Mood homeostasis, emotion regulation and addiction in lockdown

Psychological and medical implications of lockdown

Different medical specialists are conducting research into the consequences of pandemic social distancing, forecasting the likely outcomes and explaining the mechanisms for the types of treatment that are now needed.

Impact of social distancing on mood homeostasis

Moon in lonesome pine
Moon in lonesome pine courtesy of Sue Ryder

For most people there is a strong link between how we currently feel and what activities we choose to engage in next. A mechanism known as mood homeostasis is the ability to stabilise our moods by choosing certain activities such as playing a sport, going out with friends or volunteering in the community. As Prof Guy Goodwin explains, this mechanism is impaired in people with low mood and may even be absent in people who have ever been diagnosed with depression. With choice of normal activity severely restricted during lockdown, our ability to employ mood homeostasis can become a major challenge and this will inevitably impact on mental health in otherwise normal people.

However it is not just the psychiatrists, many clinicians from across the medical specialities including cardiologists, gynaecologists and endocrinologists are expressing their concerns about the level of mental and physical health impact. There is a need for 'recovidery' strategies now - as well as following the lifting of pandemic restrictions. As Prof John Studd from The London PMS & Menopause Clinic explains, not all mood swings and depression is psychiatric and when hormones are involved conditions such as PMS can still be treated immediately using hormones. Reproductive depression can be treated effectively by hormone replacement therapy and with bio-identical hormones.

Booze, drugs and emotions in lockdown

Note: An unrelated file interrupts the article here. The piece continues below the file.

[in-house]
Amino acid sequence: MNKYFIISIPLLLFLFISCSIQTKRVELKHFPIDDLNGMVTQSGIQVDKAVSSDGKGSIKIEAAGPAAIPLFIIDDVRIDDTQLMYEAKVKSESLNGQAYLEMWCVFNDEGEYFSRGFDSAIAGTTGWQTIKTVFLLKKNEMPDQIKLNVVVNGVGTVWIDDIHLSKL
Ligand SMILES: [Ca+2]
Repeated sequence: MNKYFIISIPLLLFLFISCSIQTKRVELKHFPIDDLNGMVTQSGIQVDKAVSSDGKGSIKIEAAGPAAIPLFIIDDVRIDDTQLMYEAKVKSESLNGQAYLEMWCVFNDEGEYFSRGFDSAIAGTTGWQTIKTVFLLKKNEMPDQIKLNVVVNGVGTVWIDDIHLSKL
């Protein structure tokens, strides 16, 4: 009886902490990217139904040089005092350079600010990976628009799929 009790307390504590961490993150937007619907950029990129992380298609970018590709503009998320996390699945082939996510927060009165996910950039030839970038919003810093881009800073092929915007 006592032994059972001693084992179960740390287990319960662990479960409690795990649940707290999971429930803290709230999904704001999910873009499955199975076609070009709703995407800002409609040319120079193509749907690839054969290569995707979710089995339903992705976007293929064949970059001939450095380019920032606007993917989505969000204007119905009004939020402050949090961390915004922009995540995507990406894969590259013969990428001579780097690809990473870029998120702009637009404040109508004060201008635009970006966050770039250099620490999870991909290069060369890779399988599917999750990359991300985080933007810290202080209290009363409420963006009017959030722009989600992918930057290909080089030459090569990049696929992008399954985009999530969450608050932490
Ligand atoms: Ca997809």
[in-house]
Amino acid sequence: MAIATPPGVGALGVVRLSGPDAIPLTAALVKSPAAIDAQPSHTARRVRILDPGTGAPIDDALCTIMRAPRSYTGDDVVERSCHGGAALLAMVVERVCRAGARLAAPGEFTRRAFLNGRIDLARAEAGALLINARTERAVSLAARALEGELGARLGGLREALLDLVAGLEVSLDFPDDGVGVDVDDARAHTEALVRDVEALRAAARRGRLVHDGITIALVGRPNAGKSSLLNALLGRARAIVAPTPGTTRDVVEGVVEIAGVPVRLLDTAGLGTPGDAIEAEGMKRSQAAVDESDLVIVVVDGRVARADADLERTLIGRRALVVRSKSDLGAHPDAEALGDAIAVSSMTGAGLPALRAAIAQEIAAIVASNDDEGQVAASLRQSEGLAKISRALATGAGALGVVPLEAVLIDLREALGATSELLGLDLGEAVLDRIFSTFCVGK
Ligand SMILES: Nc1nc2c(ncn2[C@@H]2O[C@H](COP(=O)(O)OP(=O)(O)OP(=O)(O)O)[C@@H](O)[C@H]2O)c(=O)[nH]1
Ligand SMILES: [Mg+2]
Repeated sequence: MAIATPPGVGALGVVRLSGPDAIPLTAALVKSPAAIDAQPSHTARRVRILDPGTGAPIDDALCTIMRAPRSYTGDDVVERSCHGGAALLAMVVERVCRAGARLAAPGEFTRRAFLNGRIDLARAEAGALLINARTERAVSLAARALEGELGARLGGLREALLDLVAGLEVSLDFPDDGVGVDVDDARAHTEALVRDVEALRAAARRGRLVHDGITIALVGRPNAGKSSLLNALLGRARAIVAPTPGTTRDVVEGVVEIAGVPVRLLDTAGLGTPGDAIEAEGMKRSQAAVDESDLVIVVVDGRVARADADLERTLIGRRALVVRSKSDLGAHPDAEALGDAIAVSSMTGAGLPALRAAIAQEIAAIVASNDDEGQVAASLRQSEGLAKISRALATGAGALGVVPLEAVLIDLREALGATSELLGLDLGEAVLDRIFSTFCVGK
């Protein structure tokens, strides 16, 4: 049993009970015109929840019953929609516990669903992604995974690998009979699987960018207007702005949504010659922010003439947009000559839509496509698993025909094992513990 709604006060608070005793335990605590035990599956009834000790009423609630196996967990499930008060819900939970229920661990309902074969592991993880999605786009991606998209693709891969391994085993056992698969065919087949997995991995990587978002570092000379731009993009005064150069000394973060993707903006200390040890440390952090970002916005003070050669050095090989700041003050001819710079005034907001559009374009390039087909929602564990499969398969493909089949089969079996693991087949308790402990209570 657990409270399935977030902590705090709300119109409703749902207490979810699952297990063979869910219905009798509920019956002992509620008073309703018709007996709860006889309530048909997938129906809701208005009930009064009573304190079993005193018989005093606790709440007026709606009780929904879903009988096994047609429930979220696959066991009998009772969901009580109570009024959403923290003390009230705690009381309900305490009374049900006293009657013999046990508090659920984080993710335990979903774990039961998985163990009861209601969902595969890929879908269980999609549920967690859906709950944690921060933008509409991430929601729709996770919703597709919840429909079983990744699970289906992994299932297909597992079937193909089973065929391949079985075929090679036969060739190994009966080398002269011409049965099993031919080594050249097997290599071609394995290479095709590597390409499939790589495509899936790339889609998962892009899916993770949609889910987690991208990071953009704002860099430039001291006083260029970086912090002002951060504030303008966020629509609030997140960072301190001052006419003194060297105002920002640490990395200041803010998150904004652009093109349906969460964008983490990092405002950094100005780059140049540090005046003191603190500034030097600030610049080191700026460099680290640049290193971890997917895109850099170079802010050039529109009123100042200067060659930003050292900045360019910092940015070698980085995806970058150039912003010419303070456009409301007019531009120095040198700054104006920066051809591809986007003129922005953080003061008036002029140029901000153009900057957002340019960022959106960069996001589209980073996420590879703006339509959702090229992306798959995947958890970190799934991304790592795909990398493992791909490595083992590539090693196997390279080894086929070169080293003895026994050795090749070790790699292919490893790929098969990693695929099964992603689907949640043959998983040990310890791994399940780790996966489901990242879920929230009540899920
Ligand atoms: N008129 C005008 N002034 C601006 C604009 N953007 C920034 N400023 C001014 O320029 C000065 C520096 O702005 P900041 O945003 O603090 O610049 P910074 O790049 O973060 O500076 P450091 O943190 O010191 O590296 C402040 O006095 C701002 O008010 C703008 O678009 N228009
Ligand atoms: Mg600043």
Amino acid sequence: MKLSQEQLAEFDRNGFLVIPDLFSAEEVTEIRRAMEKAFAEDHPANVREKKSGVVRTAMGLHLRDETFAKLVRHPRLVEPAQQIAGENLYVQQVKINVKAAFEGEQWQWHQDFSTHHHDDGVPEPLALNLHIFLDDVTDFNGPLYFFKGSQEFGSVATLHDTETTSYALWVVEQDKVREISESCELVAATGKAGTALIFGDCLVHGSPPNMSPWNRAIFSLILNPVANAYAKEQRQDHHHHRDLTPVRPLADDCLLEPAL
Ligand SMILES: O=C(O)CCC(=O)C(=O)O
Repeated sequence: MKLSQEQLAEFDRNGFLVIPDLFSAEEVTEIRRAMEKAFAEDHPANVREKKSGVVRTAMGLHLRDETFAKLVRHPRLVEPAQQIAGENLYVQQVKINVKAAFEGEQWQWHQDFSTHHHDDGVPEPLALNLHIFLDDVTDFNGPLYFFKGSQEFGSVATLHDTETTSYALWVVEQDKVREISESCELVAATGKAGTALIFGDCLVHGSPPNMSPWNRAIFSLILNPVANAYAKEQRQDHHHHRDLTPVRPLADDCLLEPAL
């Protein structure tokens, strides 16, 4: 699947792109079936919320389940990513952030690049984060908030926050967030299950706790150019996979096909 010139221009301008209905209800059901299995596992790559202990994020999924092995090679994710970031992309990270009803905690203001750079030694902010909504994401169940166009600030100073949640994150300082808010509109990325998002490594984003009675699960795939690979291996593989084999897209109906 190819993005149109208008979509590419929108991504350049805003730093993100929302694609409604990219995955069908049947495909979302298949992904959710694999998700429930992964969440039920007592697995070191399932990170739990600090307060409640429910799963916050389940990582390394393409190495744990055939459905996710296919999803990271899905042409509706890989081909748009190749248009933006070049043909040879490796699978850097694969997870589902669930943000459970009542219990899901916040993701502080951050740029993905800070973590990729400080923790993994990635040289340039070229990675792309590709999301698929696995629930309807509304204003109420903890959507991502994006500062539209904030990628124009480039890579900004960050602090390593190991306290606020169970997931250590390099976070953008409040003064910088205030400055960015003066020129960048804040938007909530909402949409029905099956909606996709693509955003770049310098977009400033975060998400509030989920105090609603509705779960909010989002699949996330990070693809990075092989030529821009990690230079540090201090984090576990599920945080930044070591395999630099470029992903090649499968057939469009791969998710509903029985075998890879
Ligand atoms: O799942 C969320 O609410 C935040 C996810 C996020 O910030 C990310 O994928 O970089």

PiningWith reports of booming booze sales, psychologists and treatment centre staff are pointing out the impact that lockdown is having on patients with a predisposition to addictive behaviours. A pathological phenomenon of addictive behaviour is that it actually likes self-isolation.

Head of Treatment at Chapter One Recovery, Eric Needham says, "Problems with emotion regulation lie at the heart of all addictive processes. Whether this is due to; personality traits such as impulsivity and a propensity for risk taking behaviour, mood disorders like depression, anxiety disorders and the feelings they provoke, or cluster two personality disorders like borderline or antisocial personality disorder – the bottom line is that all of these conditions create an imbalance in the person’s ability to regulate their emotions, which leads to great  discomfort and a lack of control".

Eric goes onto point out that, "Substance abuse is often the first strategy that people use to manage this emotional imbalance i.e. through 'self medication'. Whether this is through alcohol, Class A drugs or the abuse of prescription medication, the consequences often result in long terms addiction. This is why rehabilitation helps individuals create healthy emotional regulation techniques to replace the failed strategy of substance abuse. Through CBT or Twelve Step Facilitation (TSF) clients are encouraged to increase awareness of unhealthy thought processes and behaviour patterns. Through group work individuals are encouraged to reconnect with feelings they find difficult to express and manage and along with the notion of 'acceptance' new self-helping strategies can be proposed".

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